© 2018 5
Use Research to Inform Your PR Campaign
By Megan Venzin
Public relations professionals often make the mistake of shaping campaigns based on
rules of thumb, hunches and past experiences. While application of this logic can be
helpful in some instances, there is no one-size-fits-all when it comes to drafting an
effective PR strategy. This is because no single audience is exactly the same as another.
“In order to effectively communicate, it is imperative for organizations to truly
understand who the audience is that they are trying to reach, and that’s where
research comes in,” says Interim Dean of Edward R. Murrow College of
Communication (Pullman, WA) Bruce Pinkleton. “Essentially, the more you know
about your audience, the more likely you are to be successful.”
While broad statistical analyses may prove beneficial in collecting specific infor-
mation and campaign metrics for wide-ranging audiences, other common methods
involving less formal procedures, such as focus groups and surveys, can be used to
obtain the qualitative data that drives powerful, personalized PR campaigns. “These
intimate feedback sessions can be especially informative when dealing with niche
segments with highly specific needs,” Pinkleton says. “In PR, we want big media
pushes, but if you’re working with a specialized niche, you might be better off tar-
geting a smaller pool of outlets. Learn about the media they know and trust, as well
as the go-tos for their associations, and let that inform your strategy.”
When determining which type of research method to apply, consider how to
reap the most applicable data as it relates to:
• The context of the campaign.
• The sample segment.
• The turnaround time for collection and application of data.
• What you already know about your audience or its competition.
• The goals and objectives of the PR campaign.
“Research allows the PR professional to tailor communications based on their
understanding of the audience’s motivations, how they get their information and the
outcomes they expect,” Pinkleton says. “Knowing these facts will allow you to drill
in on the relationship that already exists between you and your audience.”
While Pinkleton does not discount the importance of qualitative research, he
recommends balancing any project with quantitative data that seeks to uncover the
unique needs of the individual. “We’ve issued very small surveys known as panel
designs that go to our expert audience members,” Pinkleton says. “This helps us
collect initial information that reveals baseline expectations and provides us with a
collective of voices who we can revisit with future tasks, questions and assignments
that help us dive deeper into their psyche.”
Only after you’ve identified your audience can you select your tools for engagement.
Your PR strategy should reflect the goals and tactics you’ve established, based on the
research you’ve conducted. “A successful PR campaign will resonate with your audience
and uncover clear ways to continue the relationship going forward,” Pinkleton says.
Source: Bruce Pinkleton, Interim Dean, Edward R. Murrow College of Communication,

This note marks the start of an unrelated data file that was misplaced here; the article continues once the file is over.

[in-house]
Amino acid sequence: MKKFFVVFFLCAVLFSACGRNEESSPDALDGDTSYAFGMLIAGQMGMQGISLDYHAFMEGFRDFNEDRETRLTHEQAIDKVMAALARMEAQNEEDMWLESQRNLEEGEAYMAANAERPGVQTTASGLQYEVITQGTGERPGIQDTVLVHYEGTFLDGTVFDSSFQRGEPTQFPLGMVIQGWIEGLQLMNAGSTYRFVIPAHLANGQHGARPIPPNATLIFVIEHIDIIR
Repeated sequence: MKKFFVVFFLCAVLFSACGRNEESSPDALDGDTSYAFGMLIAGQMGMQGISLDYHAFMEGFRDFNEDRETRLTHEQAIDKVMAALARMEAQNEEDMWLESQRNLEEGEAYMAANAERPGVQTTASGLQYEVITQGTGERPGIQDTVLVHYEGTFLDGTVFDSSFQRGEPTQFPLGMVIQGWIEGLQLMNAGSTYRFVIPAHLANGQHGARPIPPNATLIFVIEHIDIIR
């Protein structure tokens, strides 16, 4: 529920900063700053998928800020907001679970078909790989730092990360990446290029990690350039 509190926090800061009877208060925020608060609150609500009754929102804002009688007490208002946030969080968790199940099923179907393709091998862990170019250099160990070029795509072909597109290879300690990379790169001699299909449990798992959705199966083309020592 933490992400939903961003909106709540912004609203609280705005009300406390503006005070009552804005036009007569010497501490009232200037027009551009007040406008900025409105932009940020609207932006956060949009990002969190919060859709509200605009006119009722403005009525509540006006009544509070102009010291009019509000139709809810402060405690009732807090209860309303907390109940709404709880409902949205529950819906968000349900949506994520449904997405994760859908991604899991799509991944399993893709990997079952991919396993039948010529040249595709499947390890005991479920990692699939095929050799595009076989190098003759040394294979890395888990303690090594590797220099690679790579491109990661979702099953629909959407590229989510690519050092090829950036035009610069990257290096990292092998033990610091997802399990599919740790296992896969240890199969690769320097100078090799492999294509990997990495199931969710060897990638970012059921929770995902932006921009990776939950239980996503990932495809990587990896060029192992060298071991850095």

Washington State University, Pullman, WA. Phone (509) 335-2795. E-mail: email@example.com.
Looking to Move Up Internally?
If you’re interested in advancement
opportunities where you’re currently
employed, there are actions you can take
to move up the ladder. Here are 10 steps
to help you seek upward advancement
within your nonprofit:
1. Tell your president or executive
director that you want to advance;
ask for advice on steps to take
(especially with regard to educating
yourself to handle future trends and
changing job demands).
2. Enroll in a university graduate
program to work on a master’s degree.
3. Take advantage of workshops and
other learning opportunities related
to your field to advance your
knowledge of the field.
4. Learn more about the organization’s
overall budget, funding challenges,
stakeholders and future plans.
5. Volunteer to serve on work
6. Focus on the organization’s strategic
plan and let your supervisor know
the action steps you direct to
support the plan.
7. Get measurable results for your
work and let leaders know about it.
8. Work extra hours.
9. Find a mentor who will help you
10. Create a personal marketing plan
and then act on your identified
Anticipated E-Mail Campaigns
E-mail campaigns can be highly
effective, but they can also be a disaster.
Before launching an e-mail campaign
answer the following questions:
1. What’s the primary purpose of this
communication? What do I want it to
2. Who am I trying to reach?
3. Why is e-mail the best way to reach
4. What action is the recipient of this
e-mail expected to take?
5. How will I handle questions or
6. What follow-up should occur when
Communications Strategies: Stay Ahead of the Game
How well are you doing at meeting your 2018 strategic objectives with regard to
communications? Whether you’re on schedule or not, now’s the perfect time to
revisit your annual plan, update it where needed and brainstorm ways to meet, if
not exceed, your communications objectives.
Taking an hour or two to touch base with your staff, administration and others
involved with your communications strategy is especially important this time of
year, before people leave for vacations and push projects and priorities to the side.